All Souls Day in SicilyNatalie Aldern | Monday, October 31, 2011 - 09:10
The 1st of November is a national holiday in Italy, known as Tutti i Santi or Ognissanti, which celebrates all saints and is followed by All Souls Day on the 2nd of November, a day devoted to honor loved ones who have passed away.
Il Giorno dei Morti begins at dawn with a somber Mass for the dead, offering prayers and alms for the deceased. After Mass, families visit the graveyard to pay tribute to the faithful who have gone before them. At the cemetery, the graves of family members are decorated with mums and candles.
Yet, the day is not only a solemn affair and the remembrance of the deceased can turn into a celebratory occasion in certain regions, especially in Sicily.
In Sicilian, this ‘day of the dead’ is known as "U juornu re muorti". Children wake up hoping to find a treat from relatives not yet forgotten. The ‘muorti’ bring presents of toys and sweets. The tradition serves to strengthen family bonds, linking children to family members who have come and gone before them.
Until a few decades ago, this was in fact the only celebration of the year when children received presents, usually sweets and toys. Today there are many other occasions during the year (Christmas, Epifania, Birthdays, etc.) and the tradition risks to loose its strength. But parents continue to warn their children to behave in hopes that "i bonarmuzza re muorticieddi" (the good souls of the dead) might bring them presents. The young ones wake up on the 2nd of November to hunt for presents that had been hidden around the house.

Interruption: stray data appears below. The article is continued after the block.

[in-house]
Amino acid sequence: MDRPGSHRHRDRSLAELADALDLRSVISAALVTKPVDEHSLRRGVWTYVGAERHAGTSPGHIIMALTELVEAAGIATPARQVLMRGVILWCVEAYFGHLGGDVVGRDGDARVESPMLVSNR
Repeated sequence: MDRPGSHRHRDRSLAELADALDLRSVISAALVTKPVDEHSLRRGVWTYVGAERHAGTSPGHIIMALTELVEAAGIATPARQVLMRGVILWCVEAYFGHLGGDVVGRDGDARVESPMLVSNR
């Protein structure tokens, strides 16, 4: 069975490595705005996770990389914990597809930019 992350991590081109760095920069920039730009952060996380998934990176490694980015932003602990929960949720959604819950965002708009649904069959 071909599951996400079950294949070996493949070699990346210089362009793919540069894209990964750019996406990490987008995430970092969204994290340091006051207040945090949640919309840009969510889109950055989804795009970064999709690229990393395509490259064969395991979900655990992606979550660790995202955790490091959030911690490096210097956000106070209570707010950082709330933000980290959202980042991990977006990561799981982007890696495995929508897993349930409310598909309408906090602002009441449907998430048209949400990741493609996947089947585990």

One of the most common treats is Frutta Martorana, sweets made of almond paste that are expertly crafted to look like fruits. The marzipan delicacies are a specialty in Palermo, Sicily, where they are said to have been first made by nuns at the Monastero della Martorana. The nuns prepared the ‘Frutta’ in honor of a visiting archibishop at Easter time. The bishop was so impressed by the convincing display of fruit and vegetables that he declared that a miracle must have occurred to allow such a bountiful harvest so early in spring.
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